Unusual treatment for UnUsUal Entertainment

multi million dollars from entertaining you

What is the law?
GST-registered businesses must charge GST output tax on the sale of their goods and services at the prevailing GST rate and account accurately to IRAS.

What happened?

IRAS found out that UnUsUal Entertainment (“UnUsUal”) had wrongly declared or “under declared” its output tax for 2005 and 2006. UnUsUal had not included the GST collected on tickets sales for both years as output tax in its GST returns.

How did IRAS find out?
This is the interesting part. IRAS found that sales figures submitted by UnUsUal for income tax purposes did not tally with the sales figures reported for output tax for 2005 and 2006. For example, the sales revenue declared for 2005 income tax was $9,136,361.00, against the $2,810,668.00 declared as total sales in their GST returns in the same year.

The conviction demonstrates the effectiveness of inter-departmental sharing of information.

What is the side issue?
The GST submission and income tax computation was done by its tax agent. The case also reminded us that it was clearly stated that the responsibility of accounting for GST on ticket sales lies with taxpayer. However, UnUsUal failed to check the GST returns prepared by its tax agent, which resulted in incorrect tax returns.

What is the penalty?

UnUsUal was found guilty of wrongly stating the output tax in its Goods and Services Tax (GST) returns, resulting in an underpayment of $502,922.27 in GST.  UEPL was ordered to pay a penalty of $601,632.72 and a fine of $10,000.

UEPL pleaded guilty to four charges of under-declaration of GST without reasonable excuse.  Four remaining charges were taken into consideration for sentencing.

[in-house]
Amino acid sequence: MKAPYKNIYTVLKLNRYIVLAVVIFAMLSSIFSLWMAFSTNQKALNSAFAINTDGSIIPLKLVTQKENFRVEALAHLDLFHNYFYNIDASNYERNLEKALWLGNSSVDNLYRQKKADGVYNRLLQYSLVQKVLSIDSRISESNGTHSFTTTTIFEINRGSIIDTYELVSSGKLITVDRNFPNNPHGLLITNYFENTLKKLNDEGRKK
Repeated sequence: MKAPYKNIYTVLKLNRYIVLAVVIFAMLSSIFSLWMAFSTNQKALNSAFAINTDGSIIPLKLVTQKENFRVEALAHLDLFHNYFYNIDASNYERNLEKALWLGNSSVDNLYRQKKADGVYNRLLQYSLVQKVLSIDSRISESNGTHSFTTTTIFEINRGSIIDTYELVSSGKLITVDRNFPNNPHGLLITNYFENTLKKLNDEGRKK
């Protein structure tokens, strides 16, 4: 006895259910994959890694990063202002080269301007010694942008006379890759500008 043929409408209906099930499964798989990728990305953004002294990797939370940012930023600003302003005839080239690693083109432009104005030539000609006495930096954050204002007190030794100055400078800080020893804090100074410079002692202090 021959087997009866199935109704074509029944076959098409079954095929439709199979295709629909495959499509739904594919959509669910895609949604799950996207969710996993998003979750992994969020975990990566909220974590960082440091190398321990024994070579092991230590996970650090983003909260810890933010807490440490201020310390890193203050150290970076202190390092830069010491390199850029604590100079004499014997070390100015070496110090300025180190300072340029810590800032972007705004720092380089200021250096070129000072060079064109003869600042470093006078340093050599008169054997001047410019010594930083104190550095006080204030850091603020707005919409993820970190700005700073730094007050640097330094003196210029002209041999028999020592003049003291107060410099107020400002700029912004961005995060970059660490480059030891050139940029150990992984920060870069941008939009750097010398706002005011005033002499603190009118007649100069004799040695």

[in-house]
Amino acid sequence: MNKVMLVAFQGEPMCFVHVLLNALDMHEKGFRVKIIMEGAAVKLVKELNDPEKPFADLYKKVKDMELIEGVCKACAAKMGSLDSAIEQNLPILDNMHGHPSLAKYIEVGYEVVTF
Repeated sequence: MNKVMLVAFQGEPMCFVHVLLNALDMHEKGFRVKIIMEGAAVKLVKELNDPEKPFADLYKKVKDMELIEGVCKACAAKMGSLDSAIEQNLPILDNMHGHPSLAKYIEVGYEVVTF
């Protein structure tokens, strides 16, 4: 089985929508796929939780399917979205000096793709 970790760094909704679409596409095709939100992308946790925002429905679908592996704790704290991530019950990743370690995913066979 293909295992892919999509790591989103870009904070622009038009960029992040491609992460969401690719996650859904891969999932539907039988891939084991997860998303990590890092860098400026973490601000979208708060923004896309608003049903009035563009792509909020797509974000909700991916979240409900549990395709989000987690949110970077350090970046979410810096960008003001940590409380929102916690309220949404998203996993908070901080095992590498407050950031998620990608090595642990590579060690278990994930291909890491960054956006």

Adapted from IRAS Media Release.

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Zero GST for basic goods?

food n price to be paid

On Jul 8, 2011, Dr Mukul Asher, my ex-lecturer of welfare economics in NUS back in 1980s, was asked to answer the questions as follows.

  1. What would be the effect of implementing a zero percent Goods and Services tax for basic commodities?
  2. Would it help to lower the cost of living for lower income families in Singapore?

Firstly, he uniquely used the term “basic commodities” while the article is entitled “… basic goods”. I generally interpreted “basic commodities” as totally unprocessed or barely prossessed raw materials. Consequently, he said GST’s orientation would change to tax on value added at manufacturing, wholesale and retail levels. Example – No GST is to be applied on $5 of carrot and $4 of flour imported. When the carrot and flour became a $25 carrot cake, GST is to be applied on $16 value added. He opined that this system would increase cost of administering the tax by authority and compliance costs by businesses. He didn’t elaborate as to how it could be so. Alternatively we could consider the Australian’s where its GST free supplies include health, education, childcare, religious services, certain foods etc.